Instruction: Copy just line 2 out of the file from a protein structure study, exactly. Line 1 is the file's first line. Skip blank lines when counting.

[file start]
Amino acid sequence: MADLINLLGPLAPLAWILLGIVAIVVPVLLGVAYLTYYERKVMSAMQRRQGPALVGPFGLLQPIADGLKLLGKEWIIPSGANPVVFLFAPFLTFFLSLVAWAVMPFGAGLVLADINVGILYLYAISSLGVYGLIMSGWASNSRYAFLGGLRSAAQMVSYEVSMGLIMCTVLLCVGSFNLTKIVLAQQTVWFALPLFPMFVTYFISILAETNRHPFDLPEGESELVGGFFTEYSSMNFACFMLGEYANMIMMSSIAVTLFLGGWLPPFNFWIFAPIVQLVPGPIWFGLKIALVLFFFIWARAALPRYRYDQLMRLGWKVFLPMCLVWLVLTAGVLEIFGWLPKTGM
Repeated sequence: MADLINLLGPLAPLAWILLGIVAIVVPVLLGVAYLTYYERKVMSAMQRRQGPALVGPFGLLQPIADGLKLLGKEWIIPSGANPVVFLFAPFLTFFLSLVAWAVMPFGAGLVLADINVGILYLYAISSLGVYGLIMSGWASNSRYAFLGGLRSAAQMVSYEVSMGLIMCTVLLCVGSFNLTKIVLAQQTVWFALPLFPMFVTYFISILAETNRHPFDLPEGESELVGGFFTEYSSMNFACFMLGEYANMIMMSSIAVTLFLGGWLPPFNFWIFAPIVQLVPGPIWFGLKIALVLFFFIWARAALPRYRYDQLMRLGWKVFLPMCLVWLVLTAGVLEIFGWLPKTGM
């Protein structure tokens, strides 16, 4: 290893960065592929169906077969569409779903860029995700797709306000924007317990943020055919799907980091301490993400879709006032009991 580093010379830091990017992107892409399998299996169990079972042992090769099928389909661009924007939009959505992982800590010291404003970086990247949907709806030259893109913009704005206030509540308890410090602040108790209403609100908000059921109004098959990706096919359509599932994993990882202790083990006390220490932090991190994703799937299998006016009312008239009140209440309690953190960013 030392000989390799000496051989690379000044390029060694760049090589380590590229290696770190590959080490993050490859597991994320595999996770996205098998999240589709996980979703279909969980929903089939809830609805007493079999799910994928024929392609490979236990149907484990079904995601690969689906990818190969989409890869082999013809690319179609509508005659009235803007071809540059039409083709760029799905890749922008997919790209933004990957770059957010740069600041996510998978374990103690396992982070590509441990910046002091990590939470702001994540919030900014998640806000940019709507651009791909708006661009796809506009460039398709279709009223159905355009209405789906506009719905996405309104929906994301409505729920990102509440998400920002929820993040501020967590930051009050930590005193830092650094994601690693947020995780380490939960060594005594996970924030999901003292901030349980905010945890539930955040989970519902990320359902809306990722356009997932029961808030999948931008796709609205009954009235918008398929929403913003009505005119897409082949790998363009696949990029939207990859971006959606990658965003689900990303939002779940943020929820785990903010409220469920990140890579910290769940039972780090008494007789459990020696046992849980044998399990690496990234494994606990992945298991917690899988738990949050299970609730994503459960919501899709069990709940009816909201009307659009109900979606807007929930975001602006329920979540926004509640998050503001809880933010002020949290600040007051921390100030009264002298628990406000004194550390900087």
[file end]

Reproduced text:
Repeated sequence: MADLINLLGPLAPLAWILLGIVAIVVPVLLGVAYLTYYERKVMSAMQRRQGPALVGPFGLLQPIADGLKLLGKEWIIPSGANPVVFLFAPFLTFFLSLVAWAVMPFGAGLVLADINVGILYLYAISSLGVYGLIMSGWASNSRYAFLGGLRSAAQMVSYEVSMGLIMCTVLLCVGSFNLTKIVLAQQTVWFALPLFPMFVTYFISILAETNRHPFDLPEGESELVGGFFTEYSSMNFACFMLGEYANMIMMSSIAVTLFLGGWLPPFNFWIFAPIVQLVPGPIWFGLKIALVLFFFIWARAALPRYRYDQLMRLGWKVFLPMCLVWLVLTAGVLEIFGWLPKTGM